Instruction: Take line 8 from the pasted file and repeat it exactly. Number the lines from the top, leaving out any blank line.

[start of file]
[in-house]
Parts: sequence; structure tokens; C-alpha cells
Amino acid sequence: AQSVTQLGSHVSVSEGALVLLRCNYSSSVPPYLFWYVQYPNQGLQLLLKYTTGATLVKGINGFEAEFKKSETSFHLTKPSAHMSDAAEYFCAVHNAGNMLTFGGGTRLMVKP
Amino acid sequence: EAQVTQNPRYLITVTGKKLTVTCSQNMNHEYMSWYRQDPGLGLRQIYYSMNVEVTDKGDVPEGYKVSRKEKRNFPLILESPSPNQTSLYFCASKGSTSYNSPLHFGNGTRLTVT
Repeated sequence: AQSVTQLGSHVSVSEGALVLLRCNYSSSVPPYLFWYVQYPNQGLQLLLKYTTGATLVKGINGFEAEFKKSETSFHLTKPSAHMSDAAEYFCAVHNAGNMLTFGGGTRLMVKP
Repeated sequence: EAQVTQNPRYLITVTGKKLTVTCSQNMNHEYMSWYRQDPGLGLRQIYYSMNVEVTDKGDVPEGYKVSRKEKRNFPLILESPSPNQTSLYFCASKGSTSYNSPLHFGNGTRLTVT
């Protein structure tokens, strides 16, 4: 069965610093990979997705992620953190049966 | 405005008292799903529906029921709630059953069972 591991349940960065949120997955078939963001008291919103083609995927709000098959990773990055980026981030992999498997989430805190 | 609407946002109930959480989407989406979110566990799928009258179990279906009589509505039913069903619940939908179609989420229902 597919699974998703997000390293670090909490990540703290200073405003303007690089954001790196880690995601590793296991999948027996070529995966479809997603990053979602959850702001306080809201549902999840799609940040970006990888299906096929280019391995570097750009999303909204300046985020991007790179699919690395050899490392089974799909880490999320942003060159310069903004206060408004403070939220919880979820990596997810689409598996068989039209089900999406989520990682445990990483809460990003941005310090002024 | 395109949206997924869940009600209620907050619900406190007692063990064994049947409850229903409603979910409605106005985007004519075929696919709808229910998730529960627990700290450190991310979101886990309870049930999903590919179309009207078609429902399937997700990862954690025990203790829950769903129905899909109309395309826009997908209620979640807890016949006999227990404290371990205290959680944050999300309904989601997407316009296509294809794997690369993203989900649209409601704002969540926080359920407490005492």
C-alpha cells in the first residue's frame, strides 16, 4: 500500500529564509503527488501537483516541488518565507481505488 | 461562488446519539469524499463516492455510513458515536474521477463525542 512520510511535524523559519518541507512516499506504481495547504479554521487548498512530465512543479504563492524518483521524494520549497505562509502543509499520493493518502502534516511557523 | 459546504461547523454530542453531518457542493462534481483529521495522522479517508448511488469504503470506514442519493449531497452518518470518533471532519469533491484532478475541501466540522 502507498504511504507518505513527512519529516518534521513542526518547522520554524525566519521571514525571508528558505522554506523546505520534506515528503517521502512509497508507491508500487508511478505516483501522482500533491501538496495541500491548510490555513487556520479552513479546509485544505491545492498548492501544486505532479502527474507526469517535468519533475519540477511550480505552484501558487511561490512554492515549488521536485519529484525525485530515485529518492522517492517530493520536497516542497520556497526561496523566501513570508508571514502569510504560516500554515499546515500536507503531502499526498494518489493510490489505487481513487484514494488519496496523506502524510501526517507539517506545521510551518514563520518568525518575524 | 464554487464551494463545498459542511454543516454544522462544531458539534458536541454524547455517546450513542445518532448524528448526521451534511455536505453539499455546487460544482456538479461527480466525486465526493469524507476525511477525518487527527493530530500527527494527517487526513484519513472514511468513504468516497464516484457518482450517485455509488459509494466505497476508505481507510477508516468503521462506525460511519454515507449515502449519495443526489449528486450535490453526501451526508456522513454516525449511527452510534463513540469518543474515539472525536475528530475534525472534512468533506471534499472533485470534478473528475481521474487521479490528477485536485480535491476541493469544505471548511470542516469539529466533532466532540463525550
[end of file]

C-alpha cells in the first residue's frame, strides 16, 4: 500500500529564509503527488501537483516541488518565507481505488 | 461562488446519539469524499463516492455510513458515536474521477463525542 512520510511535524523559519518541507512516499506504481495547504479554521487548498512530465512543479504563492524518483521524494520549497505562509502543509499520493493518502502534516511557523 | 459546504461547523454530542453531518457542493462534481483529521495522522479517508448511488469504503470506514442519493449531497452518518470518533471532519469533491484532478475541501466540522 502507498504511504507518505513527512519529516518534521513542526518547522520554524525566519521571514525571508528558505522554506523546505520534506515528503517521502512509497508507491508500487508511478505516483501522482500533491501538496495541500491548510490555513487556520479552513479546509485544505491545492498548492501544486505532479502527474507526469517535468519533475519540477511550480505552484501558487511561490512554492515549488521536485519529484525525485530515485529518492522517492517530493520536497516542497520556497526561496523566501513570508508571514502569510504560516500554515499546515500536507503531502499526498494518489493510490489505487481513487484514494488519496496523506502524510501526517507539517506545521510551518514563520518568525518575524 | 464554487464551494463545498459542511454543516454544522462544531458539534458536541454524547455517546450513542445518532448524528448526521451534511455536505453539499455546487460544482456538479461527480466525486465526493469524507476525511477525518487527527493530530500527527494527517487526513484519513472514511468513504468516497464516484457518482450517485455509488459509494466505497476508505481507510477508516468503521462506525460511519454515507449515502449519495443526489449528486450535490453526501451526508456522513454516525449511527452510534463513540469518543474515539472525536475528530475534525472534512468533506471534499472533485470534478473528475481521474487521479490528477485536485480535491476541493469544505471548511470542516469539529466533532466532540463525550